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Just because your small bathroom is lacking in square footage doesn’t mean you can’t make the most of your shower when it comes to aesthetics, organization, and more. After all, plenty of small bathroom shower ideas are out there in the design world, and tiny baths deserve some love, too. In fact, a little bit of careful planning and some smart, pro decorator-inspired moves can add up to a jewel box of a space that’s super functional as well.
So if you’re looking to transform your own shower and need some inspiration — be it for gorgeous tiles, handy storage solutions, or stylish fixtures — don’t miss out on these 15 inspirational spaces below. They’re all centered around small bathroom shower ideas that can be copied in your own home. It’s up to you to decide what might work best for your space and budget. You can put your own spin on palette, materials, and more, too.
A clear glass shower stall takes up minimal visual space in a small bathroom and makes the room appear more open and spacious. Tucked into a corner, this particular shower, part of a project by Element Design Network, is a tiny but efficient square shape, and its built-in shelf niche provides just enough room for product storage.
Designed by Hub of the House Studio, this rectangular shower features a fairly wide and deep, tub-to-ceiling built-in shelving unit opposite the showerhead. These tiled cubbies can accommodate towels, bath products, and much more, eliminating the need for an in-bathroom linen closet or set of storage bins. Because they’re carved into the shower area, you also don’t have to worry about them taking up precious floor space. Of course, this kind of feature will require demo.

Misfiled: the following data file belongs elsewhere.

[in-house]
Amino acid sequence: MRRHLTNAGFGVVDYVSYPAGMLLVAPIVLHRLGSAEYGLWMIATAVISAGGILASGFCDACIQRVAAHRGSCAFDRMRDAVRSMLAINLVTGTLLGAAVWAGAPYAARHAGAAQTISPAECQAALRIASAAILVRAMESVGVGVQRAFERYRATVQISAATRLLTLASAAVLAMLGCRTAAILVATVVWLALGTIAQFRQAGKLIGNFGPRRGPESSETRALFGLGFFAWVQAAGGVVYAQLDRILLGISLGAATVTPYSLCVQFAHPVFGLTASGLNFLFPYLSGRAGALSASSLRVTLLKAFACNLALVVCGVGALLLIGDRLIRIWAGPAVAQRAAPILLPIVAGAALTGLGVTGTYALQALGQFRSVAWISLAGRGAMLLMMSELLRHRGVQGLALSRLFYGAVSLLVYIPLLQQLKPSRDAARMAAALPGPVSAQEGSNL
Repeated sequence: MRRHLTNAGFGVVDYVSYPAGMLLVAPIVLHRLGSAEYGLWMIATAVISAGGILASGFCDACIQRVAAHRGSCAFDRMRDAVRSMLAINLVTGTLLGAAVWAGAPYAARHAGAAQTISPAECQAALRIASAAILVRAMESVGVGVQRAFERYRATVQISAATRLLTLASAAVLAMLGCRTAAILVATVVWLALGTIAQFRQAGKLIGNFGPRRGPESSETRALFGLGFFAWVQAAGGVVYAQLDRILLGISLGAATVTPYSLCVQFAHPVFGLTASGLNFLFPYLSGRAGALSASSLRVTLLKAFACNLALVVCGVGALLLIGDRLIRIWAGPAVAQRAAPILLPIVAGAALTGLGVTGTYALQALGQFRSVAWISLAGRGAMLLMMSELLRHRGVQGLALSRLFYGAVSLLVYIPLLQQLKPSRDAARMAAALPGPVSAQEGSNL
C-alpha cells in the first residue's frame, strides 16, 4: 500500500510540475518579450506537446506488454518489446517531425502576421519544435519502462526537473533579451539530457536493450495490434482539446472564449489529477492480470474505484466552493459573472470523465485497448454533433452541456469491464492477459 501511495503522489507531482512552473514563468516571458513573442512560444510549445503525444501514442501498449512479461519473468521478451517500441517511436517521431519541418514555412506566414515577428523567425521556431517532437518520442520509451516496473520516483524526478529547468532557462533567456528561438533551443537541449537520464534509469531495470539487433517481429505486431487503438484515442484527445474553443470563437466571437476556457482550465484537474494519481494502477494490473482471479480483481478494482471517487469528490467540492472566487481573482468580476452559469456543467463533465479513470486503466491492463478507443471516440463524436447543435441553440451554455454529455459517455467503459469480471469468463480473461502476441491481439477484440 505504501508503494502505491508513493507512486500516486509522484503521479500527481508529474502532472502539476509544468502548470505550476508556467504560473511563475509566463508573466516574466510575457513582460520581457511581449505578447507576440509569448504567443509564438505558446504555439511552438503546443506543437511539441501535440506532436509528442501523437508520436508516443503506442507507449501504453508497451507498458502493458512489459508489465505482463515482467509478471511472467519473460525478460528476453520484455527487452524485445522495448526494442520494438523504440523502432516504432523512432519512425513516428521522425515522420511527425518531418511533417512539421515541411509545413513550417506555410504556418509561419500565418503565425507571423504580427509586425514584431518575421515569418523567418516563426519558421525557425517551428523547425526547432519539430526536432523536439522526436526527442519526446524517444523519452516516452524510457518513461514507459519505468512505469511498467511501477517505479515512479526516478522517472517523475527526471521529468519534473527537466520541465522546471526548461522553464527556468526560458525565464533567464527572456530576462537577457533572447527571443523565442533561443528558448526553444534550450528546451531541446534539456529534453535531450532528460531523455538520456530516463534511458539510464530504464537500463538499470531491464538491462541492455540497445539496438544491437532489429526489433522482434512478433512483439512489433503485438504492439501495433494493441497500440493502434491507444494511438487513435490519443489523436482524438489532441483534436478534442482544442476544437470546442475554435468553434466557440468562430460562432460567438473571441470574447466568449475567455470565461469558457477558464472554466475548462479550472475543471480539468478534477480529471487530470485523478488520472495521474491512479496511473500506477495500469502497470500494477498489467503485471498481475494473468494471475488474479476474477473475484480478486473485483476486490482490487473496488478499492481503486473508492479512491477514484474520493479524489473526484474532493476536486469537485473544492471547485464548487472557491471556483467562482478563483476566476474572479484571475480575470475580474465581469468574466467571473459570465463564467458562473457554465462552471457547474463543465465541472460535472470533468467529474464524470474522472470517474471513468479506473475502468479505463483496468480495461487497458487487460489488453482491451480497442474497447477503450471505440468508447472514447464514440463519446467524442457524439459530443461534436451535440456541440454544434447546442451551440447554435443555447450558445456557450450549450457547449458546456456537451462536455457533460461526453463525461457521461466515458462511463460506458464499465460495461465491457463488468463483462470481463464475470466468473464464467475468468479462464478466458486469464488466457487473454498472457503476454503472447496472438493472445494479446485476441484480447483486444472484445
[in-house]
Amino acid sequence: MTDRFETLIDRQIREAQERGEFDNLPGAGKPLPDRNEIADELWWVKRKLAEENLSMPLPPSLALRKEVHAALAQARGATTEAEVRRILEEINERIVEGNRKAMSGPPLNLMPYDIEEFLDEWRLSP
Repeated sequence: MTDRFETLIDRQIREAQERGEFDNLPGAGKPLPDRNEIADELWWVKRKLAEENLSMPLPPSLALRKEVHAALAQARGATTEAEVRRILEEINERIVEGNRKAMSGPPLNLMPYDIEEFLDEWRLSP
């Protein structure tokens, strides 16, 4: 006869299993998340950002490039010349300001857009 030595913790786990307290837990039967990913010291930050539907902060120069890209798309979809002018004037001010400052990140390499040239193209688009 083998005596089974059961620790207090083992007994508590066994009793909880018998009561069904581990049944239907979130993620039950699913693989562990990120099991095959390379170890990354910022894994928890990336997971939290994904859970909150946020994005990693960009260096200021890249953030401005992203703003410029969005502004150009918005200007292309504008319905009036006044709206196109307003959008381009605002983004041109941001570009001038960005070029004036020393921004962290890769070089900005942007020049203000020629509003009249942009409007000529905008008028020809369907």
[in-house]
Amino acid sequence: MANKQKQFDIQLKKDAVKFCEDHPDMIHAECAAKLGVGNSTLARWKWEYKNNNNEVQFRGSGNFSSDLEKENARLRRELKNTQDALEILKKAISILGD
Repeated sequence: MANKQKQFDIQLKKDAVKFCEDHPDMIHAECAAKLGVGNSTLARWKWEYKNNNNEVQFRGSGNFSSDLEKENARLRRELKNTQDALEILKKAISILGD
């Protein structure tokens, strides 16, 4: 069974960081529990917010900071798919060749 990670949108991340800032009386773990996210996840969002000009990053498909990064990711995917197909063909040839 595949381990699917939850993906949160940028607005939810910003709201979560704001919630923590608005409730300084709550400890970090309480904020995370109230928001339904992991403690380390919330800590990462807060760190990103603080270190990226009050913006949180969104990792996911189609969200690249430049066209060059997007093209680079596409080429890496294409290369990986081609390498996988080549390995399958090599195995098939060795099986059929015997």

Just because your bathroom is small doesn’t mean you can’t experiment with color. Here, a bold shower curtain and bathmat featuring abstract prints — along with olive green wall paint — add personality and energy to an otherwise simple space with vintage tiles and bath fixtures. Also at work here? A smart hack for a somewhat strangely-placed towel bar inside the shower. Instead of hanging textiles from this high perch, this clever Florida-based homeowner put a shower caddy in this spot. Ingenious!
4. Brighten Up with a Border
Here, New York City-based content creator and decorator Maitri Mody added intrigue to the area above the shower in her petite bathroom with floral and dog printed wallpaper. Even if a tiled or solid surface surround accounts for the majority of your shower’s wall space, you can still get creative with a pattern as an accent — that is, if you think a bit outside the box.
5. Use Tile Strategically
This shower underwent a major transformation when homeowners Kit Williamson and John Halbach renovated their desert home, thanks to the stunning turquoise zellige shower walls. Zellige tile’s shimmery surface makes for an excellent small bath material because it can bounce light around a space, opening it up to make it appear a little bit airier. You would never guess this bathroom is actually a windowless room due to its vibrant, elegant appearance, and much of that is owed to the wall tile selection.